Life lower down the social order was still not easy, however, and when crippling taxation was added to the burden the good citizens of Haslingfield enthusiastically joined in the Peasants’ Revolt. John Coggeshall led a band which burned and looted premises in the area and tried to kill a prominent Cambridge man in St. Giles church. Various other Haslingfield men were involved in similar activities against people organising the taxes. Inevitably, the authorities soon regained control, Coggeshall was hanged and others who could not be found were outlawed.
The Wars of the Roses finished off the Scales family, and the Reformation finished off the village’s ecclesiastical landowners, bringing the well-connected Dr. Thomas Wendy into our story. Personal physician to four successive Tudor monarchs, he was in a good position to snap up a bargain, and had soon acquired both the Scales land and the ecclesiastical lands. His fine moated manor house (Queen Elizabeth slept here!) sits squarely in the centre of the village and a walk down the High Street takes you past the lovely 17th century dovecote, granary and old brick walls built by his descendents. Their striking monuments in the church proclaim their status. Several houses built by the yeomen farmers of the period still stand in the village.
Enclosure of the common fields in 1810 met the needs of modern farming but firmly set the already widening social divide between farmers and labourers. Low wages and lack of work drove younger people to leave the village, with many of them taking the brave step of emigrating to Australia. Then came the bonanza years, with the discovery that Haslingfield and the surrounding villages were sitting on a bed of coprolites, in great demand as a fertilizer.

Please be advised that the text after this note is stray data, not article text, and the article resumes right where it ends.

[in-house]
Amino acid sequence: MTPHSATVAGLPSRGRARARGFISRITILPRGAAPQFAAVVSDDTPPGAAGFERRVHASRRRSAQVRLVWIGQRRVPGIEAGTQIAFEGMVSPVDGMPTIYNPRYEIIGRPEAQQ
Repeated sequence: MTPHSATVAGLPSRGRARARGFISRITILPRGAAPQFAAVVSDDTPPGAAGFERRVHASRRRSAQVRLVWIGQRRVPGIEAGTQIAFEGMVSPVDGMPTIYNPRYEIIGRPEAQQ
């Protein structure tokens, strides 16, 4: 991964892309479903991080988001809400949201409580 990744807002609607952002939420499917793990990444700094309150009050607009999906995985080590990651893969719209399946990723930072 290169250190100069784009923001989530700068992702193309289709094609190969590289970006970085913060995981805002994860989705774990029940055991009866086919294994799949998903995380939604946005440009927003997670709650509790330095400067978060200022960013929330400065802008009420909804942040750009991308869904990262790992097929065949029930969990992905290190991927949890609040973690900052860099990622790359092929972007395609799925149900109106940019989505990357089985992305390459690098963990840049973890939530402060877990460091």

Suddenly, everything had changed! Contractors paid the landowners huge sums to stop farming whilst they mined the ore; tenant farmers received compensation for temporary lack of income; unskilled labour was in demand and wages soared. Large areas of the village fields were covered in deep opencast mining trenches, labour flocked in, the population rose by around 50% (mostly young men), lodgings were in great demand and complaints about the decline of moral standards rose!
Unfortunately, the good times did not last. After about 25 years, cheap imports from America brought a collapse in prices, the local mining became unprofitable and ceased, and the village returned to its old agricultural pace. The pace now, however, was almost non-existent, with a deep slump in agriculture. Poverty in the village was high and many voted with their feet, leaving the village, bringing the population down to around 500 – not much more than it was at Domesday 900 years earlier.
Chivers, who had bought most of the village’s farms around 1900, provided most of the employment in the first half of the 20th century, with apples, plums and soft fruit feeding their jam factory at Histon. It was not until the 1960s, however, that basic services such as sewerage and piped water were connected to the village and the post-war housing expansion brought the village we know today.
The Haslingfield of today is a vibrant, active community, with high levels of social and small commercial activity, retaining our school and village shops. The ghosts of Saxon invaders, Tudor yeomen and coprolite miners are still around us, however. Come and see for yourself, or just follow the scarecrows!